The American Diabetes Association’s (ADA’s) Standards of Medical Care in Diabetes is updated and published annually in a supplement to the January issue of Diabetes Care. The Standards are developed by the ADA’s multidisciplinary Professional Practice Committee, which comprises physicians, diabetes educators, and other expert diabetes health care professionals. The Standards include the most current evidence-based recommendations for diagnosing and treating adults and children with all forms of diabetes. ADA’s grading system uses A, B, C, or E to show the evidence level that supports each recommendation.

  • A—Clear evidence from well-conducted, generalizable randomized controlled trials that are adequately powered

  • B—Supportive evidence from well-conducted cohort studies

  • C—Supportive evidence from poorly controlled or uncontrolled studies

  • E—Expert consensus or clinical experience

This is an abridged version of the current Standards containing the evidence-based recommendations most pertinent to primary care. The recommendations, tables, and figures included here retain the same numbering used in the complete 2020 Standards and so are not numbered sequentially in this abridged version. All of the recommendations included here are substantively the same as in the complete Standards. The abridged version does not include references. The complete 2020 Standards of Care, including all supporting references, is available at

Diabetes and Population Health

Population health is defined as “the health outcomes of a group of individuals, including the distribution of health outcomes within the group”; these outcomes can be measured in terms of health outcomes (mortality, morbidity, health, and functional status), disease burden (incidence and prevalence), and behavioral and metabolic factors (exercise, diet, A1C, etc.).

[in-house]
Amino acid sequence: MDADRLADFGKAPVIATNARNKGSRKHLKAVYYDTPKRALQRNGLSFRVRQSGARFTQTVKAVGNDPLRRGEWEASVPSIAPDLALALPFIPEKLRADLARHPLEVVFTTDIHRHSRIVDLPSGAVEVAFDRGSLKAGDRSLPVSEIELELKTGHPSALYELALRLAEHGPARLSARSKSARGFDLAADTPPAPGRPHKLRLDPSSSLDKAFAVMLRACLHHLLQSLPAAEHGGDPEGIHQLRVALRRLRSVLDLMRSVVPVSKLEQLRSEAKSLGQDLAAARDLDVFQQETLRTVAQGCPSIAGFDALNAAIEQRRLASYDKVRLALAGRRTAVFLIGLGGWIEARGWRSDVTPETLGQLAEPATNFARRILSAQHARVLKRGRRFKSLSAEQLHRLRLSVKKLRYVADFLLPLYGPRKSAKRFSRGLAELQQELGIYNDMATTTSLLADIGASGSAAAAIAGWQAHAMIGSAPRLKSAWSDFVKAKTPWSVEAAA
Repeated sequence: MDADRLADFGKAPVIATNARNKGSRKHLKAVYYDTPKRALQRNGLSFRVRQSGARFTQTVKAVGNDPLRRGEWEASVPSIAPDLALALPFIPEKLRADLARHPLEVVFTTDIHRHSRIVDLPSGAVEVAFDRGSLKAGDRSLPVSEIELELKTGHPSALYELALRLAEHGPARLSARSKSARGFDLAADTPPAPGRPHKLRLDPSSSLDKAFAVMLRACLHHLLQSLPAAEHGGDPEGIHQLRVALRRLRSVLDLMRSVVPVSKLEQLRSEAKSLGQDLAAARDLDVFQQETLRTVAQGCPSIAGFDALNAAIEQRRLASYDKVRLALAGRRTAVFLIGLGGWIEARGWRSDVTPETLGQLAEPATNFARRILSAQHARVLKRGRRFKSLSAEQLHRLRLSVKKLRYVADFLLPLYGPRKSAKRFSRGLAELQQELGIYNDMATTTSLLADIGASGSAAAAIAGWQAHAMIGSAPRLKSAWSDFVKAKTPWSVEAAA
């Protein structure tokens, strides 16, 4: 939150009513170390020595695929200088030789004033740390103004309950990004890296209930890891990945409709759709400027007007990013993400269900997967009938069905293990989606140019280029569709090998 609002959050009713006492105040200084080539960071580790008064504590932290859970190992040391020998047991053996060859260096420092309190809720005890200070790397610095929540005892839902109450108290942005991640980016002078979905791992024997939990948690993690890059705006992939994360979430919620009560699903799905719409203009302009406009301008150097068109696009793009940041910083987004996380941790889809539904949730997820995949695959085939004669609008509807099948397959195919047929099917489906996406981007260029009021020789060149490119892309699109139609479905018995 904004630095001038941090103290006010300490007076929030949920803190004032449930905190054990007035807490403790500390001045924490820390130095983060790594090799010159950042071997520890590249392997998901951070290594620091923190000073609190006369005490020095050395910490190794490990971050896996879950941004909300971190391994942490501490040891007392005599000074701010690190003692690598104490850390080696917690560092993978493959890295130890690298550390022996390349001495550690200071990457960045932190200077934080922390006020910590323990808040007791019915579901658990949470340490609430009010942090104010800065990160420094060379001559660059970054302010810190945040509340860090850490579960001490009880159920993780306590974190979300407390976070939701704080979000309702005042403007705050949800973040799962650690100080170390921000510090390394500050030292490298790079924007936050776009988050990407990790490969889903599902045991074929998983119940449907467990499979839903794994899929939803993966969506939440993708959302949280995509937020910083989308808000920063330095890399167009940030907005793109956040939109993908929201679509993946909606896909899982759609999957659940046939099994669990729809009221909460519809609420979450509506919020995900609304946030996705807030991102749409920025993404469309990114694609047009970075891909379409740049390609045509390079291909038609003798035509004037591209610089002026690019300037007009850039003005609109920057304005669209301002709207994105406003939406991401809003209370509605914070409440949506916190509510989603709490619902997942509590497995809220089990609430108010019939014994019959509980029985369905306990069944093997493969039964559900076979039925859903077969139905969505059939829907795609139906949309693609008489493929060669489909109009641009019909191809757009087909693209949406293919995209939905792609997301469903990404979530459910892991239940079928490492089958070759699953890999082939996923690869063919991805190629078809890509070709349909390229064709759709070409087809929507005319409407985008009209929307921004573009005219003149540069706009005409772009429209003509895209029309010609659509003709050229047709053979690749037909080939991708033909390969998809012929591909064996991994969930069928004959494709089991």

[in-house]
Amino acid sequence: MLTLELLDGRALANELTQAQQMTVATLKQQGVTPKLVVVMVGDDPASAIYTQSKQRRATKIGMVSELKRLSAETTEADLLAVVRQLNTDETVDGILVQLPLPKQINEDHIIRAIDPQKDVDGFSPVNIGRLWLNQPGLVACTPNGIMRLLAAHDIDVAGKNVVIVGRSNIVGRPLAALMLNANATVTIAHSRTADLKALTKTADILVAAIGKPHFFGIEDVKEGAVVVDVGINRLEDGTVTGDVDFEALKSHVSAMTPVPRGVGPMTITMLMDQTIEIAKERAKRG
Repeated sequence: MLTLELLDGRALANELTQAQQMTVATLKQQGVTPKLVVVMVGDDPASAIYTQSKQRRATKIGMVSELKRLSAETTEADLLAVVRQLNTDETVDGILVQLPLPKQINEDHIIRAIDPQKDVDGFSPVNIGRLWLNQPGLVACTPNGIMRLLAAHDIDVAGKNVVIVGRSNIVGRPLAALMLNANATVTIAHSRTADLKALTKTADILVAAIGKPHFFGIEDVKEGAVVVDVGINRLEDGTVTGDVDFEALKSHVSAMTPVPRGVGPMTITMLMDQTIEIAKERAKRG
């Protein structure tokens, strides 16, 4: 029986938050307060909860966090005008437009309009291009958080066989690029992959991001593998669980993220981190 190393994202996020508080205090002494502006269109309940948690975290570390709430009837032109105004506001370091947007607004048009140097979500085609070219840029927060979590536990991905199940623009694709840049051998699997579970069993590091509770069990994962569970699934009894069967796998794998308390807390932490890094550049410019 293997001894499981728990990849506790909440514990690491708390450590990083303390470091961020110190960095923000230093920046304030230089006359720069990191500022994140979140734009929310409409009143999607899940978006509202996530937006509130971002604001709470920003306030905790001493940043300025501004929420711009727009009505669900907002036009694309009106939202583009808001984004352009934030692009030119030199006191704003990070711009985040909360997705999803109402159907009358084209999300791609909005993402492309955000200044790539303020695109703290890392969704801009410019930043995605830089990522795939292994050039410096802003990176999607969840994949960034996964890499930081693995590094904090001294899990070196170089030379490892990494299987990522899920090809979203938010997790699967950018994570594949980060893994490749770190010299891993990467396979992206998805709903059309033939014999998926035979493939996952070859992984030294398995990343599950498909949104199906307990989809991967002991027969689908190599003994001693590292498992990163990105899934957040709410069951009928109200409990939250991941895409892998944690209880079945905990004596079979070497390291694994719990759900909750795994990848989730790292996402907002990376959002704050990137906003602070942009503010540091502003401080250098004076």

• 1.1 Ensure treatment decisions are timely, rely on evidence-based guidelines, and are made collaboratively with patients based on individual preferences, prognoses, and comorbidities. B

  • 1.2 Align approaches to diabetes management with the Chronic Care Model (CCM). This model emphasizes person-centered team care, integrated long-term treatment approaches to diabetes and comorbidities, and ongoing collaborative communication and goal setting between all team members. A

  • 1.3 Care systems should facilitate team-based care and utilization of patient registries, decision support tools, and community involvement to meet patient needs. B

  • 1.4 Assess diabetes health care maintenance using reliable and relevant data metrics to improve processes of care and health outcomes, with simultaneous emphasis on care costs. B